I’ve written a lot about how I transformed my own life with the help of a master coach.

I spend a lot of time talking about how I cultivated a “broaden and build” mindset by overwhelming my brain with positive experiences and “minding” my own mind.

Quite intentionally, I resist most urges to verbalize my shitty thinking with my clients.

But I feel compelled, today, to share some of my most serious and silly moments of hypochondria, now termed “somatic symptom disorder” or “illness anxiety disorder.”

Until my mid-30s, when I actually received two relatively minor autoimmune diagnoses, I feared that some latent disease would manifest itself just a few short days before my untimely death.

It started as early as grade school when the beautiful and talented ballet dancer, whom I wished I could become, died from osteosarcoma, a childhood bone cancer.

I spent weeks running my fingertips over my shins, sure that I felt sinister lumps. My mother took me to a doctor who massaged my chubby legs and sent me out of his office with the reassurance that my prognosis was actually pretty good.

I had the bright idea, in college, that smoking would relieve my anxiety. In my 20s, I both smoked and, at the suggestion of a well-meaning but perhaps misguided doctor, went in for yearly CT scans of my chest. Trust me, a pack-a-day smoking habit and “somatic symptom disorder” do not mix well.

When I married and had children, I felt undeserving of my loving husband, two healthy babies and our physical comfort and safety.

On a routine physical, during which I had a cold, my doctor felt enlarged lymph nodes in my neck.

She asked me to come back so she could recheck them — after my utterly joyless family vacation at a lavish Puerto Rican resort.

What I recall about that trip is that my husband’s lifelong mentor and colleague died and that I could not stop palpating my neck compulsively. Pretty fun vacation.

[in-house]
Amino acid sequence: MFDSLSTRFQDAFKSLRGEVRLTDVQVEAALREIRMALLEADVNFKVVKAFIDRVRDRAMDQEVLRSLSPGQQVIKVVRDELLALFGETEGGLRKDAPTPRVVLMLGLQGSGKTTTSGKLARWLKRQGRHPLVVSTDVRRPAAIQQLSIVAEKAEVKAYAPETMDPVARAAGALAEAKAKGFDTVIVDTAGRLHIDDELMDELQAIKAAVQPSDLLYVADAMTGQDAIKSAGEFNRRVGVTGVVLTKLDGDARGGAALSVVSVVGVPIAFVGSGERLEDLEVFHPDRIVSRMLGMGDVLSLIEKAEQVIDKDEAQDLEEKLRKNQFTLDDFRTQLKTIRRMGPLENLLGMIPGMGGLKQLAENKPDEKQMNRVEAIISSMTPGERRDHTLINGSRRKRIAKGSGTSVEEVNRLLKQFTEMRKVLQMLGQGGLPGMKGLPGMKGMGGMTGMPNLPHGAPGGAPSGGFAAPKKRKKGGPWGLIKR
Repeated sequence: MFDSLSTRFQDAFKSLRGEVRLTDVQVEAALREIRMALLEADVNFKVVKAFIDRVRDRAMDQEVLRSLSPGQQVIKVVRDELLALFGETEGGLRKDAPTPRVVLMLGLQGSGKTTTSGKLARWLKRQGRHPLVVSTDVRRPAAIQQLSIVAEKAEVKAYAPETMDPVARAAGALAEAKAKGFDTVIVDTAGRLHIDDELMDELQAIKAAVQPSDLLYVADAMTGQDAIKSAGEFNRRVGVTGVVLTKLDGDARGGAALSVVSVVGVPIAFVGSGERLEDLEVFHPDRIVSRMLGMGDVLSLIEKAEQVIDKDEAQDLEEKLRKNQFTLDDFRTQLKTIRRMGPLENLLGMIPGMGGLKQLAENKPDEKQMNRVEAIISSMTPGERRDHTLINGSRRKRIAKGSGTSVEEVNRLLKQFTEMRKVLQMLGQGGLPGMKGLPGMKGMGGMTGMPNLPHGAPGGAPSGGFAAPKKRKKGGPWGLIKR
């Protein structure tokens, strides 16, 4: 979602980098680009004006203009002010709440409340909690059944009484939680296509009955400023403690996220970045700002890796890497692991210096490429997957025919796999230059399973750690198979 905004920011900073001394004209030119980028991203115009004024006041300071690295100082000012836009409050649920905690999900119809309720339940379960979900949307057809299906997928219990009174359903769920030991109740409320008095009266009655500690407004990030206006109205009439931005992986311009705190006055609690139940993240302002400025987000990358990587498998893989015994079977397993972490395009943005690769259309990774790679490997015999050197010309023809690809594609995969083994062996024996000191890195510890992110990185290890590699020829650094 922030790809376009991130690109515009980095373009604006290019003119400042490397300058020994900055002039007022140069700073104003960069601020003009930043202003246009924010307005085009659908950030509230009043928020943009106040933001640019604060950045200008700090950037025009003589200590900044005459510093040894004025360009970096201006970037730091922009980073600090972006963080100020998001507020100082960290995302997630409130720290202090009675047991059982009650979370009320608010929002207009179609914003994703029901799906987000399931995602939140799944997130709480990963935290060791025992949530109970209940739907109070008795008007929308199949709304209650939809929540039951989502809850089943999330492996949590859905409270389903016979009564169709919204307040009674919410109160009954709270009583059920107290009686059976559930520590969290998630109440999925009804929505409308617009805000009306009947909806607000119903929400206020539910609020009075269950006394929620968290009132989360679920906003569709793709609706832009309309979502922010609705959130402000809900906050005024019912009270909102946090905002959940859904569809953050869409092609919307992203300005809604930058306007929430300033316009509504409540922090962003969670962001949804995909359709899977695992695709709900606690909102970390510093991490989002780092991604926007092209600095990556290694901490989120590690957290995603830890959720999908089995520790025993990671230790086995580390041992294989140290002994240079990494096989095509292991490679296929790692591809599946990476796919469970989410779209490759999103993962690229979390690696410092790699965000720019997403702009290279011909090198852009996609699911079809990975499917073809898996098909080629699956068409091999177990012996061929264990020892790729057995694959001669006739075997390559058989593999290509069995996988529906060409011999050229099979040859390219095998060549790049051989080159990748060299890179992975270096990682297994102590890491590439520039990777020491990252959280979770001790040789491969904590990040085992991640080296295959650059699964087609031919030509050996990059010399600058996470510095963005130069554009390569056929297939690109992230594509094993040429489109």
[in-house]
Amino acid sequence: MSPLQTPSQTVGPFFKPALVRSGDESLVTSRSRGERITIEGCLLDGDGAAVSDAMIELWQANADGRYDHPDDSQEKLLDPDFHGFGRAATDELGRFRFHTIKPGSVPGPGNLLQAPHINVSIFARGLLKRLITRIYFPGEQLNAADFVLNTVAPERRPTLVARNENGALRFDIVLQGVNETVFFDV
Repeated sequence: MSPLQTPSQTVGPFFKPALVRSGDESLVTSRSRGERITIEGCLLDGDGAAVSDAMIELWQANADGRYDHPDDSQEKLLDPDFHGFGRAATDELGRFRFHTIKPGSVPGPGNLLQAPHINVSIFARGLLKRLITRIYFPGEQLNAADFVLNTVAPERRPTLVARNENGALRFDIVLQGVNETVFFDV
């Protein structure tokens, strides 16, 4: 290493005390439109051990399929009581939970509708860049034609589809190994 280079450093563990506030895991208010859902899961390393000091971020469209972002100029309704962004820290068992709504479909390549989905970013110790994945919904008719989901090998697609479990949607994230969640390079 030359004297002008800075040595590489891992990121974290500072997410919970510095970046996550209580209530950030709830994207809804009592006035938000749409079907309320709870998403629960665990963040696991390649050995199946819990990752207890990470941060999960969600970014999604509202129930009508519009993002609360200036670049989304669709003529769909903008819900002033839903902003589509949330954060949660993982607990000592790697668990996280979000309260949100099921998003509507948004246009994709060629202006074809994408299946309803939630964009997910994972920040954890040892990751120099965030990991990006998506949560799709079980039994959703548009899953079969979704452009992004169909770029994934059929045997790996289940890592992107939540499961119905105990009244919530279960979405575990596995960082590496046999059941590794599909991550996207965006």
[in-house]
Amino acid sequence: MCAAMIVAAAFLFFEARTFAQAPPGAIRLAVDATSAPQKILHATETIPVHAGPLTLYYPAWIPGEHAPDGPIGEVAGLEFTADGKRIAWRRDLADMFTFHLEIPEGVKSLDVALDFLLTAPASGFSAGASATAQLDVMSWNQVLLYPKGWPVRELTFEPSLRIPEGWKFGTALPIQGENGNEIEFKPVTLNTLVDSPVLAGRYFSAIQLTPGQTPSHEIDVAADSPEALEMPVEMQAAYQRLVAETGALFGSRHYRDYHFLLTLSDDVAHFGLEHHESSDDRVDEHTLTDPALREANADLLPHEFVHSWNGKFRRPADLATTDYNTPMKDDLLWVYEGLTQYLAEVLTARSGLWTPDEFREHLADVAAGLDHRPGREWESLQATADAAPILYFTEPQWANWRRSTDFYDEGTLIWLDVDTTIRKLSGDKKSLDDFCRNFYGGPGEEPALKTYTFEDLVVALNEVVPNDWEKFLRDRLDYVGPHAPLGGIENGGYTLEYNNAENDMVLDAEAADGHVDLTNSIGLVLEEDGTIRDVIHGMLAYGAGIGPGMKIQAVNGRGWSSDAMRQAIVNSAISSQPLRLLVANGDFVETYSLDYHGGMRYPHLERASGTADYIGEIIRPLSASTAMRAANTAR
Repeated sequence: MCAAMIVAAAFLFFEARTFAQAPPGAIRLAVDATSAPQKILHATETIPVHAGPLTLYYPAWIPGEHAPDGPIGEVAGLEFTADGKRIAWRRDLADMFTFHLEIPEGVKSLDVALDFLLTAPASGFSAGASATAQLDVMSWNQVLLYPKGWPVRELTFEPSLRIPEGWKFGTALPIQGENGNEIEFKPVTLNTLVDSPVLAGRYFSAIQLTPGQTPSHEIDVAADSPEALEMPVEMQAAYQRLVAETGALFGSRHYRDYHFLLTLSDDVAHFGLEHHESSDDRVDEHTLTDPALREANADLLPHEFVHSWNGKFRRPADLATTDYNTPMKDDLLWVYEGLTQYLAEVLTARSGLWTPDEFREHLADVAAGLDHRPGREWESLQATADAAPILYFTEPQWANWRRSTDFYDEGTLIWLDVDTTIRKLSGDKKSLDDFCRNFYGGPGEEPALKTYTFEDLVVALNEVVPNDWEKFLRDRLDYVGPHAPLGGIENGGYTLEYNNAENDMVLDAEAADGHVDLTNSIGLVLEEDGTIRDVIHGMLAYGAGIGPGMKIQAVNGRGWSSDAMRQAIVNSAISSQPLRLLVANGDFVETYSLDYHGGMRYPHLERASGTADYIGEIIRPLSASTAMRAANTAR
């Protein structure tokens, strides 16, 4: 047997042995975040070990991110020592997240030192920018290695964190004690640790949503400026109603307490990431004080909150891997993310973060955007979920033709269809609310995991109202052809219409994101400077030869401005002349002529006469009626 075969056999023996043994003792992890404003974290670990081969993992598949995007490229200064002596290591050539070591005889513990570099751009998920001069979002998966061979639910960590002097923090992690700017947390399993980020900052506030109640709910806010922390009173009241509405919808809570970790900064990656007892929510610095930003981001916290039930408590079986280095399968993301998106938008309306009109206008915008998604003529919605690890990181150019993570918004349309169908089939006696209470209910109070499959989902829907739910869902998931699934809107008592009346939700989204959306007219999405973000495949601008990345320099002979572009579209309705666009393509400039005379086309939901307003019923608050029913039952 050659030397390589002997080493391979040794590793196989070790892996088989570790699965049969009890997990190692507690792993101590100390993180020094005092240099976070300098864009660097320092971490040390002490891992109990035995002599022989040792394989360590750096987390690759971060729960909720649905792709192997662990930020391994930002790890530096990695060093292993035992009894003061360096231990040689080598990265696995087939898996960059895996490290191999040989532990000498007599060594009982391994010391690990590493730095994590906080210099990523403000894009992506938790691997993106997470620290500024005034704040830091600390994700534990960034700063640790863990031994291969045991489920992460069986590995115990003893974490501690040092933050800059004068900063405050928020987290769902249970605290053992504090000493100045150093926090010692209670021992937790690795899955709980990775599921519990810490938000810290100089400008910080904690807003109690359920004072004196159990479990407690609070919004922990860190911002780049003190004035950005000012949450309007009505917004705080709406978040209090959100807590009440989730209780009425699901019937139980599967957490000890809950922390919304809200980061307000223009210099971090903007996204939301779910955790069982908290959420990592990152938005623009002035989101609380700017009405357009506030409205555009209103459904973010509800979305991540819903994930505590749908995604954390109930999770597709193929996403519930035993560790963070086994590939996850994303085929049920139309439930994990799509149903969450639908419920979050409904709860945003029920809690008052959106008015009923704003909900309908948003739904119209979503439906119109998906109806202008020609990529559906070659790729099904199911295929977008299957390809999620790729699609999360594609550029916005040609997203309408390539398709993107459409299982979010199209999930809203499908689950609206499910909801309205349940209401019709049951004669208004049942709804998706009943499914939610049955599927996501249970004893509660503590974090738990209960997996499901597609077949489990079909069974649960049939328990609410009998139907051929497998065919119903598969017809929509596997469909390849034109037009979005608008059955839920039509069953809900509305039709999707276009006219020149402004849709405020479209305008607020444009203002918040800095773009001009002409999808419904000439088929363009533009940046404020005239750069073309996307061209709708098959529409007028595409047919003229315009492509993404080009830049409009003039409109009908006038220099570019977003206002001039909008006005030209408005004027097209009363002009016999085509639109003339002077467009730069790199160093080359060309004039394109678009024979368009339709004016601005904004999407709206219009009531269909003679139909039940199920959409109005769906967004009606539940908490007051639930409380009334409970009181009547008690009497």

Years later, a different doctor observed that my liver enzymes were just a teensy weensy bit over normal. I ran to see the most credentialed specialist in New York. For those of you not as, um, conscientious as me, that would be a hepatologist.

If I choose to, I can replay countless episodes of waiting by the phone for the doctor to call with the devastating news that my life was about to end.

Several well-meaning doctors, all of whom I fired, were alarmed and put off by my anxiety and questions.

My level of alarm was so much higher than they would have expected under the circumstances.

I defended my worry.

I rationalized to myself and the few poor souls who would listen that I am the type of person for whom bad things happen.

While I might have relaxed with the statistic that elevated liver enzymes signal liver cancer in less than, oh, I don’t know, maybe one percent of young women like me, I believed I was that unlucky one percent. The doctors didn’t understand that. I had an urgent need to alert them I was the statistical anomaly that required their hypervigilance.

I developed a mistrust and defensiveness in the presence of doctors. I think it’s safe to say the feeling was mutual.